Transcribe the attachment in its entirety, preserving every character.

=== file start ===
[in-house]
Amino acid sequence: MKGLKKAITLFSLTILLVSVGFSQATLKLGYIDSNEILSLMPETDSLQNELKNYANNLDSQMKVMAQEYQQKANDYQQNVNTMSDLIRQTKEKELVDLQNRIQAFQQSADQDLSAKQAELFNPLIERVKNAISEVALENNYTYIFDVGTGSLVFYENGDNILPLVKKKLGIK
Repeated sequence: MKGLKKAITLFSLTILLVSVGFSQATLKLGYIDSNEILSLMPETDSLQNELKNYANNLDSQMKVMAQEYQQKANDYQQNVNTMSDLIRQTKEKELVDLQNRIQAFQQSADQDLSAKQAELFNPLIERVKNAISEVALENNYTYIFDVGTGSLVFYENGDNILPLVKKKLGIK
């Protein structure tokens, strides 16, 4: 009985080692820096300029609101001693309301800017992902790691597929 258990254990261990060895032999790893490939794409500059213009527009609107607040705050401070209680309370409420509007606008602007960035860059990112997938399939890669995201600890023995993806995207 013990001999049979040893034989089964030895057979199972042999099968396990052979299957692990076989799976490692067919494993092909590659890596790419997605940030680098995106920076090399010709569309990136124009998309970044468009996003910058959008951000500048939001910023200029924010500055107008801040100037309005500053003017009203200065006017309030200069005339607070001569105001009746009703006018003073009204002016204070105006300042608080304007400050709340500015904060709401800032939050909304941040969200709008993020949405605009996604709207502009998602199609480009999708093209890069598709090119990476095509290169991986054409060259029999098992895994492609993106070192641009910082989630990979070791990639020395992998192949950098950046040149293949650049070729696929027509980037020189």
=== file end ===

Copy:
[in-house]
Amino acid sequence: MKGLKKAITLFSLTILLVSVGFSQATLKLGYIDSNEILSLMPETDSLQNELKNYANNLDSQMKVMAQEYQQKANDYQQNVNTMSDLIRQTKEKELVDLQNRIQAFQQSADQDLSAKQAELFNPLIERVKNAISEVALENNYTYIFDVGTGSLVFYENGDNILPLVKKKLGIK
Repeated sequence: MKGLKKAITLFSLTILLVSVGFSQATLKLGYIDSNEILSLMPETDSLQNELKNYANNLDSQMKVMAQEYQQKANDYQQNVNTMSDLIRQTKEKELVDLQNRIQAFQQSADQDLSAKQAELFNPLIERVKNAISEVALENNYTYIFDVGTGSLVFYENGDNILPLVKKKLGIK
């Protein structure tokens, strides 16, 4: 009985080692820096300029609101001693309301800017992902790691597929 258990254990261990060895032999790893490939794409500059213009527009609107607040705050401070209680309370409420509007606008602007960035860059990112997938399939890669995201600890023995993806995207 013990001999049979040893034989089964030895057979199972042999099968396990052979299957692990076989799976490692067919494993092909590659890596790419997605940030680098995106920076090399010709569309990136124009998309970044468009996003910058959008951000500048939001910023200029924010500055107008801040100037309005500053003017009203200065006017309030200069005339607070001569105001009746009703006018003073009204002016204070105006300042608080304007400050709340500015904060709401800032939050909304941040969200709008993020949405605009996604709207502009998602199609480009999708093209890069598709090119990476095509290169991986054409060259029999098992895994492609993106070192641009910082989630990979070791990639020395992998192949950098950046040149293949650049070729696929027509980037020189």